For the first time, security surpasses availability to become the number-one priority for application deployment as organizations move to the cloud.
F5 Networks announced the EMEA results of its 2017 State of Application Delivery report. The only global report of its kind is now in its third year, surveying over 2,000 IT, networking, application, and security professionals worldwide to examine the role application services play in allowing enterprises to deploy apps faster, smarter and more securely.
EMEA is set for a dynamic year in this respect, as the average organisation plans to deploy 18 app services in the next 12 months, compared to the 2016 global average of just 11. As the threat landscape continues to evolve in complexity, speed and availability were for the first time deemed less important that overall application protection, with the most important services cited including network firewalls, anti-virus and SSL VPN solutions.
An era of cloud expertise
The highest area of investment for 2017 in EMEA was the use of on-premise private clouds (46 per cent). Almost half of respondents (48 per cent) stated the private cloud would have the most strategic importance to their organisation in the next two to five years, and that three quarters (76 per cent) of their apps would be in the cloud by 2017.
The most important security feature was that the cloud should provide the same level of security and auditability as other similar on premises services (61 per cent). This hints that organisations are concerned about the disruption moving to the cloud can have on operations.
Nevertheless, respondents indicated that a shift towards a more agile, multi-cloud world is gaining momentum. Globally, four out of five respondents indicated they are adopting hybrid cloud models. The main challenge here is maintaining consistent security policies across multiple environments (25 per cent of respondents).
“Businesses are putting their money where their strategy is when it comes to cloud,” said Martin Walshaw, senior engineer, F5 Networks.
“There are still challenges to overcome but the global shift to embrace hybrid scenario clearly shows a growing recognition that agility and speed can be achieved without compromising security, provided there are consistent policies and solutions in place.”
On a global scale, the more apps a company has deployed, the greater motivation to reap the operational benefits of the cloud, with respondents running the largest number of applications (3,000+) reporting the highest percentage of apps in the cloud.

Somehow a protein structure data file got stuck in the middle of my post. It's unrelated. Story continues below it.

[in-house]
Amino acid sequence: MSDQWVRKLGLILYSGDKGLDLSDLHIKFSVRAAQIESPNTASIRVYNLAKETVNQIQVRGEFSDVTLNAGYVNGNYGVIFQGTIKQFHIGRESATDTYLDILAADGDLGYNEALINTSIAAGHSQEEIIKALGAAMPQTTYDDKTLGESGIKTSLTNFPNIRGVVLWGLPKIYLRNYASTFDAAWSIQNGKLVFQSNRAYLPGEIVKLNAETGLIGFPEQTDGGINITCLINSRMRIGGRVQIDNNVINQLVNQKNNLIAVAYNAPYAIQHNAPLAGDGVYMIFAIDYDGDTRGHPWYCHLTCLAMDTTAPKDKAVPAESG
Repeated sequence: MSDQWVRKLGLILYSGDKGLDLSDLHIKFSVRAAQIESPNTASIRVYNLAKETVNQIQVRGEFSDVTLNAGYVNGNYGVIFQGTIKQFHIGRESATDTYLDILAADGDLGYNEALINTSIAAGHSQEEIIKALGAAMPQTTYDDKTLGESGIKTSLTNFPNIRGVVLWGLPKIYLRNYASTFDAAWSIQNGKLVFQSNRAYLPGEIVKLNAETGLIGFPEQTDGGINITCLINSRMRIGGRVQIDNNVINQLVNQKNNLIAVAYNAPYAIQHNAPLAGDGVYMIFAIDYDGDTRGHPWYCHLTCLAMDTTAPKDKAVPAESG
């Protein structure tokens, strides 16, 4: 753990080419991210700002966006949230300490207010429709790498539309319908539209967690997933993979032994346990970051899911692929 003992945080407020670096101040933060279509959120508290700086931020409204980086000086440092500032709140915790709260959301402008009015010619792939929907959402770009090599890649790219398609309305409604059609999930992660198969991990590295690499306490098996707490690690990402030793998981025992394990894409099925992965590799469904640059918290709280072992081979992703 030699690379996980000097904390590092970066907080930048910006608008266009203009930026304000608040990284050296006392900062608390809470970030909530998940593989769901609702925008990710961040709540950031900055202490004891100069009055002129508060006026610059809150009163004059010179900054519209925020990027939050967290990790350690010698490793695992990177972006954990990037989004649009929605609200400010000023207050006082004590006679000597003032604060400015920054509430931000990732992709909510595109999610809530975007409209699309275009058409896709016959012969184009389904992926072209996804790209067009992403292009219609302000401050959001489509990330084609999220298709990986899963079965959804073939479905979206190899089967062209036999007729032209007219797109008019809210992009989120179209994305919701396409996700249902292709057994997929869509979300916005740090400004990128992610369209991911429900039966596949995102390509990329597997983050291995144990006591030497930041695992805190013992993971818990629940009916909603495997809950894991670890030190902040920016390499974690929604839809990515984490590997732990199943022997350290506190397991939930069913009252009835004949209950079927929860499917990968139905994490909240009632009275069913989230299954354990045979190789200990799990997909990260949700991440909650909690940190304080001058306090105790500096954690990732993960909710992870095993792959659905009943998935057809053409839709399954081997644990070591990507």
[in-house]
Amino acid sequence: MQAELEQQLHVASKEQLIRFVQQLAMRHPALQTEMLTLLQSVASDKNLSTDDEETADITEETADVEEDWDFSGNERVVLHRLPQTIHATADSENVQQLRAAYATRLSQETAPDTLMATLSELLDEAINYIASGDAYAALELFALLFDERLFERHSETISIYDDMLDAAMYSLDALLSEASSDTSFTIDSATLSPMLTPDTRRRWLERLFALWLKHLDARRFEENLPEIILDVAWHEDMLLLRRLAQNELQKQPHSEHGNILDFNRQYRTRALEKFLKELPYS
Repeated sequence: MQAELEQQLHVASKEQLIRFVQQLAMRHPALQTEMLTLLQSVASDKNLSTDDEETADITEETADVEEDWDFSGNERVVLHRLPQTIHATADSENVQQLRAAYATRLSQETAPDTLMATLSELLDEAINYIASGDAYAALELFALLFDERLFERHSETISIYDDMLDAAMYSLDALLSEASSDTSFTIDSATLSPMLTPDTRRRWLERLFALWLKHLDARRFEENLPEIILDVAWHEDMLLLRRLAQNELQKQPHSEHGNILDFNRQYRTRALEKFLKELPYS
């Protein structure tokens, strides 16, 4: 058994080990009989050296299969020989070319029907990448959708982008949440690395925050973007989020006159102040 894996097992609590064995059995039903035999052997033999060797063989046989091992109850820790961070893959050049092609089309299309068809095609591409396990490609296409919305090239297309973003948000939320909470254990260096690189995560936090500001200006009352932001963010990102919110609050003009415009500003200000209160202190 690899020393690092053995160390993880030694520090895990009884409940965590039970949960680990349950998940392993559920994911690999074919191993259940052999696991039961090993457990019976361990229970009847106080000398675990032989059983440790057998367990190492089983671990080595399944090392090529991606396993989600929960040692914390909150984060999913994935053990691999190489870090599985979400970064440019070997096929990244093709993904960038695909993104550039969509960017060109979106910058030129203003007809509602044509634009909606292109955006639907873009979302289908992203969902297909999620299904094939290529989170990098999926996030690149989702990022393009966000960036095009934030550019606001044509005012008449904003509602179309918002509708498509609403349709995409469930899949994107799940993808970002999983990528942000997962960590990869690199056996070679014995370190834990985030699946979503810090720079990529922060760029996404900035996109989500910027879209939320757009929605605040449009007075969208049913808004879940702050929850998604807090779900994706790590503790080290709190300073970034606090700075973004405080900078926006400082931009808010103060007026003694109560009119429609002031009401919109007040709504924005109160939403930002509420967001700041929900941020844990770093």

Sophisticated cyber-attacks changing priorities
A new era of security vigilance is required as security teams expand beyond traditional firewalls and legacy enterprise perimeters. Organisations with a web application firewall (WAF) and DDoS mitigation services had the highest confidence in their ability to withstand an application-level attack and interestingly, cloud-first organisations have more confidence in their security.
“This past year, not a week went by without some hack or vulnerability making the headlines,” said Walshaw.
“And yet there is no sign that security breaches are slowing digital transformation. Our report shows how the sometimes-competing demands of customer and data protection inform companies’ deployment of apps and app services, and can usher in security best practice at a time when it’s needed most.”
The top security challenges cited were the increased sophistication of attacks (64 per cent) followed by employees underestimating the impact of not following security policy (53 per cent). However, despite over half naming employees as one of the top challenges, a third (32 per cent) admitted a lack of IT security skills or training within a company was challenging.
Operational scale and programmability rise to the top for DevOps
On a global scale, the increase in app services and continued expansion to the cloud is driving organisations to automation and orchestration to scale operations across environments. As a result, over half of respondents now view API-enabled infrastructures and templates as important, up from 31 per cent and 22 per cent last year, respectively. Scalability and OpEx reduction remain the top two drivers for the use of SDN frameworks, and companies are increasingly showing a tendency toward standardisation, with 39 per cent relying on only one framework in 2017, compared to 32 per cent in 2016.
Low-cost wireless sport earphones get a kickstart
Wireless earphone brands are common, but not crowdfunded brands. BRYAN TURNER takes the K Sport Wireless for a run.